(d) is for the purpose of unlawfully supplying, or intending to unlawfully supply, or soliciting another person or persons to unlawfully supply, any prohibited drug, or
(e) is for the purpose of obtaining, procuring or purchasing any prohibited drug that it would be unlawful for the person to possess.

As to (c), no such person actually needs to be present, though arguably there need to be reasonable grounds to believe that such persons may be present.

Apparently, police have been issuing “directions” under the Act that people not return to the park for periods of up to 28 days. This seems to me to be an abuse of the power. There are also claims of a certain amount of other bullying and abusive conduct by police officers.

I started this post meaning to say something more general about the historical conflicts between hard-left revolutionists and soft-left pragmatists, as well as the suspicions held of opportunism against Fourth-Internationalists on questions of gender and sexuality politics. For the time being, I’ll have to leave the picture at the head of this post to stand for that discussion. It dates from a campaign by the then Socialist Workers Party in about 1978.

CAAH propose to continue their demonstrations at Sydney Park. In particular they have said they will be there again on 29 November, on the eve of World Aids Day. D and I have agreed we will try to get there a bit earlier in the night to lend our support.

5 Responses to “Community Action Against Homophobia Sydney Beat Project”

  1. Victor Says:

    I was arrested at a beat through entrapment by a plain clothesed officer when I was just 12 years old, interviewed at the police station without any adult (other than the police) present, instructed to complete a statement incorporating some (but not all) words provided by the police and then escorted home to my parents who were given the statement to read.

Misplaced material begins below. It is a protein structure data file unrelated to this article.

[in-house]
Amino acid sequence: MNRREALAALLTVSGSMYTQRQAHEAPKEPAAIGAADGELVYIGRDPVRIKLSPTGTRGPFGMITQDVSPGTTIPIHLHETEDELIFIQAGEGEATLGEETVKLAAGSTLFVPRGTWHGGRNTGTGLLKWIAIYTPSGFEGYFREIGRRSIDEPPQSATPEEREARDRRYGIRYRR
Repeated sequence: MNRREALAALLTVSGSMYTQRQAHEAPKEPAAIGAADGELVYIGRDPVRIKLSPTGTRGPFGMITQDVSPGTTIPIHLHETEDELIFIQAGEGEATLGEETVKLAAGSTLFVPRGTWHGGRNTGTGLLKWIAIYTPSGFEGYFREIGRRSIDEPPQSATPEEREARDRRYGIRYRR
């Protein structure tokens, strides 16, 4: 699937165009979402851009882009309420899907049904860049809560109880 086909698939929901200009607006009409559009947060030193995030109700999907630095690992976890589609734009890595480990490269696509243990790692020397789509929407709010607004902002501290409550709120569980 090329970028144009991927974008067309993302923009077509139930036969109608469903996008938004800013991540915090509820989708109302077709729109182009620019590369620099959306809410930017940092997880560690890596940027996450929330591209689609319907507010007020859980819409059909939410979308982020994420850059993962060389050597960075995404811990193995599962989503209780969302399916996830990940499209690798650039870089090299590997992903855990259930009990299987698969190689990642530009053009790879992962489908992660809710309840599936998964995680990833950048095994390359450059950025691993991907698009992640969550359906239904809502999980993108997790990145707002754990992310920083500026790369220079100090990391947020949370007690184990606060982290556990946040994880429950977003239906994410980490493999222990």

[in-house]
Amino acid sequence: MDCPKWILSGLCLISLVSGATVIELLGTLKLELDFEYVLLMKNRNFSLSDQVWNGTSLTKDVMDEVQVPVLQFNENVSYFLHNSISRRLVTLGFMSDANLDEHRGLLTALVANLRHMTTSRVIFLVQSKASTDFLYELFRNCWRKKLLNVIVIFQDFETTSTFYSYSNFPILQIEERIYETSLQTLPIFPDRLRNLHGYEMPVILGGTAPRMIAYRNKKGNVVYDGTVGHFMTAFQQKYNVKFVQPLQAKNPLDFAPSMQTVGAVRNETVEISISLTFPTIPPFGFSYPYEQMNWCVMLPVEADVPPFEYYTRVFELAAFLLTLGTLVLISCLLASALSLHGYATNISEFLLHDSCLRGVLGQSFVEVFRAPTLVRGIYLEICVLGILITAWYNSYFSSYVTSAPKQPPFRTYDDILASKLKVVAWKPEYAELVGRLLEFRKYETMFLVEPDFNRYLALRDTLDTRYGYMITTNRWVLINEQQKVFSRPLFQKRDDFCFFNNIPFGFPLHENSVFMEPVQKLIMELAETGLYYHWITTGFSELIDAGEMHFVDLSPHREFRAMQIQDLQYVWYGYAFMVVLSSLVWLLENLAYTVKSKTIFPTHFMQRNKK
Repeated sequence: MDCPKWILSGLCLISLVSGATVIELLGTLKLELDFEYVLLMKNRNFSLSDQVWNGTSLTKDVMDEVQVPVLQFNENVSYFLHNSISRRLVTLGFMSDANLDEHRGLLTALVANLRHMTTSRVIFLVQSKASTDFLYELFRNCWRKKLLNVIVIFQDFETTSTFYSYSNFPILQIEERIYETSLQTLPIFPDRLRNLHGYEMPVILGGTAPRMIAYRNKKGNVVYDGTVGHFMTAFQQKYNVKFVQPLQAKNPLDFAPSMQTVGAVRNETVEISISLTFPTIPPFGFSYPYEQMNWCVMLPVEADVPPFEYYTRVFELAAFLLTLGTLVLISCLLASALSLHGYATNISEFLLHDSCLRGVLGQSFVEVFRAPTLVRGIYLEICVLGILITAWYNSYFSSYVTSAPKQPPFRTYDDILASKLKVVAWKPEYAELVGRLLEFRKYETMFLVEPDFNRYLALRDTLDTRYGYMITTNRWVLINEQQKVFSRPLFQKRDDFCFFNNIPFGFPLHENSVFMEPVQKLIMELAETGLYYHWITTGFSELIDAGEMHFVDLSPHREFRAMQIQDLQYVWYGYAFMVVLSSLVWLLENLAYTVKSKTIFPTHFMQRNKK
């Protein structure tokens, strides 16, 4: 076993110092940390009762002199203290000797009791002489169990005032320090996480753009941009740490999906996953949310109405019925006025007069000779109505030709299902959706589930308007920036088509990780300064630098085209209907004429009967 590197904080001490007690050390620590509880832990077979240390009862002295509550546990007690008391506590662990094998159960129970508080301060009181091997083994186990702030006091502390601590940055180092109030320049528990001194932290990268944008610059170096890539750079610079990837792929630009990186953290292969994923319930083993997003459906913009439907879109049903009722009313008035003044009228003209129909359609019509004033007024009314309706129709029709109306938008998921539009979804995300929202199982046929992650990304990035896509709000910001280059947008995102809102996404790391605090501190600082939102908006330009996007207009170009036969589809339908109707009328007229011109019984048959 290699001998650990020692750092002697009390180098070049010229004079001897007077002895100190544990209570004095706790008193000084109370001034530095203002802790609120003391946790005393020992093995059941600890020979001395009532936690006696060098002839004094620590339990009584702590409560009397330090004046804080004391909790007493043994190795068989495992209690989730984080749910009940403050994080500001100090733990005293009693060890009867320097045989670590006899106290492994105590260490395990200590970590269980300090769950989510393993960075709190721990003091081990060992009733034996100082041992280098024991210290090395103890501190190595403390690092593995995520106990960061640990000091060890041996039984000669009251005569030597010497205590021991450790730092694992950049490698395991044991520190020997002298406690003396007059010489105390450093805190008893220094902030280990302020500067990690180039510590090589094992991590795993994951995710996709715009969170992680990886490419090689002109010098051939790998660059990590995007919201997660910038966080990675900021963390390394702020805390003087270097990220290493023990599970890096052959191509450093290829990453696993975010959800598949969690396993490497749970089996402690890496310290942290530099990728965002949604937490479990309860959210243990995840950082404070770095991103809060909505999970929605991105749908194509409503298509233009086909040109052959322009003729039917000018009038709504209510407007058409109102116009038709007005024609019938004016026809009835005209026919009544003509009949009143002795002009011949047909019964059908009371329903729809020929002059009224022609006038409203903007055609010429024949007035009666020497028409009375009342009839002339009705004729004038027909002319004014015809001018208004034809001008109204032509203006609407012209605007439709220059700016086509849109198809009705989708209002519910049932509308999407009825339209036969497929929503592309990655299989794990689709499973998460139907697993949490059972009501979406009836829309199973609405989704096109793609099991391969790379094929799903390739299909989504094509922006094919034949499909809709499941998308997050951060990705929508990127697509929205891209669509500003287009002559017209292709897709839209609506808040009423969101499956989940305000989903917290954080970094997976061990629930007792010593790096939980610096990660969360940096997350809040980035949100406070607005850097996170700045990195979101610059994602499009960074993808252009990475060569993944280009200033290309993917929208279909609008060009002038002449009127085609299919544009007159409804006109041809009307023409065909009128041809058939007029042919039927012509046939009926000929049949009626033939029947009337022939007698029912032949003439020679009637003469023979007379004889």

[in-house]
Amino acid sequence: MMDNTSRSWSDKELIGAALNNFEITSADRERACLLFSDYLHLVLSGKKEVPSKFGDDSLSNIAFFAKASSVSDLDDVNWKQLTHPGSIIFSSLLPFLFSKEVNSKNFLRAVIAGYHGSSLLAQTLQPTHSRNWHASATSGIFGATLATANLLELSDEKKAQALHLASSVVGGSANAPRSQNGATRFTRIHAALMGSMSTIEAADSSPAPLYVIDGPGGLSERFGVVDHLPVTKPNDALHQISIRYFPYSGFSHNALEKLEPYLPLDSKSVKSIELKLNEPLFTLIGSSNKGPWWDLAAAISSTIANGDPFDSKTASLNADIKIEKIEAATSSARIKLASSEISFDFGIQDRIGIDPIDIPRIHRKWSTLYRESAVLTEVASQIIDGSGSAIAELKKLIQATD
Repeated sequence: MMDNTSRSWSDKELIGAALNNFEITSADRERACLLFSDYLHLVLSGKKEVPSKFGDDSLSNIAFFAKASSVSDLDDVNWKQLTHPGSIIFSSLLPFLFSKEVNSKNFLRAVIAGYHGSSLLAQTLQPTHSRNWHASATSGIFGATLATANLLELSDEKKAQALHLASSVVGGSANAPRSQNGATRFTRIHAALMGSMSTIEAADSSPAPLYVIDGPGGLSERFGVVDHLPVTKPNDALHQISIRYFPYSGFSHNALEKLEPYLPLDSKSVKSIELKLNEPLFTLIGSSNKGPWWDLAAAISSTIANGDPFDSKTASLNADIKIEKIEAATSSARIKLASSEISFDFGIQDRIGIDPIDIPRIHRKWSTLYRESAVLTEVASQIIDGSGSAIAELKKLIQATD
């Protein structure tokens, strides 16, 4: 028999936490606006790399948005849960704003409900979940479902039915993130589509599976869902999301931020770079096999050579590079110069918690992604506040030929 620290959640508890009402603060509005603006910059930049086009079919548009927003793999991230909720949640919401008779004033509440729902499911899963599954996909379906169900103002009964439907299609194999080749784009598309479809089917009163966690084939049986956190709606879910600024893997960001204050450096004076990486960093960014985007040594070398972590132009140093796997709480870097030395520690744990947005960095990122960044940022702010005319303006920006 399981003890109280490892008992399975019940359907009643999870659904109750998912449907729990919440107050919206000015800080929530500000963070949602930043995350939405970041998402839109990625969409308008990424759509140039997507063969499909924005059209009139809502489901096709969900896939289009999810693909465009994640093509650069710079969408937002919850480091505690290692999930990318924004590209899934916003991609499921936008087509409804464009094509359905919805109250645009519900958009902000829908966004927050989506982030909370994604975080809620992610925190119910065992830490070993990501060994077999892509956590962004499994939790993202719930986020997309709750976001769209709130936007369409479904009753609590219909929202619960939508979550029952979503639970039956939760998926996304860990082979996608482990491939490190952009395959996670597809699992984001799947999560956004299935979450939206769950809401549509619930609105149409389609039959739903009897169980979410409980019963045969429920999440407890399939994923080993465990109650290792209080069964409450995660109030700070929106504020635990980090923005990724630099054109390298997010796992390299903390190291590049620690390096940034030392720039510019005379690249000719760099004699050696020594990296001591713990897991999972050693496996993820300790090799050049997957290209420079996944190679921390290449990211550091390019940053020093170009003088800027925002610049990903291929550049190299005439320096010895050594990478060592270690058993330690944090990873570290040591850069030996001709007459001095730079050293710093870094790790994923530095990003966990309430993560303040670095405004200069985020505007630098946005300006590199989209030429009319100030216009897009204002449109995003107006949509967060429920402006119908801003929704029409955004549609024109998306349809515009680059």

That was 47 years ago and I had assumed police entrapment was no longer practised but reading the Project site it seems that may not be the case.

  2. Loitering in Arncliffe « Stumbling on melons Says:

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  3. Badamj Says:

    I met some of the SBP guys last Saturday night . I’m a proponent of Beats and mourn their demise due to a rising moral backlash. I don’t like sex-on–premise venues and resent having to pay.

    I understand that there are state-sanctioned beats in public parks in Amsterdam and London! Why not here?

  4. Freddy Says:

    I had a similar experience to Victor a few years back, entrapment by a council ranger, who was loitering in a stall in a well used beat.
    I made the mistake of opening my stall door oposite his and flashed a certain part of my anotomy, to find myself charged with offensive behaviour, amazing if I had stood at the urinal with that same part on display it would not have been offensive! The worst is how you are treated when they get you outside.

    I agree with other comments be good if we had state sanctioned beats, or councils that allowed more sex-on-premise venues, in areas that were accessible.

  5. David Says:

    My happiest times have been spent at beats, naked with another man or men in the evening. Most of my sex from my teens to about 40 was at beats, where I always felt happy, relaxed and myself. Im in my late 50s now and I am too scared to go to them – which is a great pity.

    As a teenager I found my first beat at a toilet in a park on my own – no-one told it was where to go for sex – I just knew. My point is using beats is completely natural fr gay men.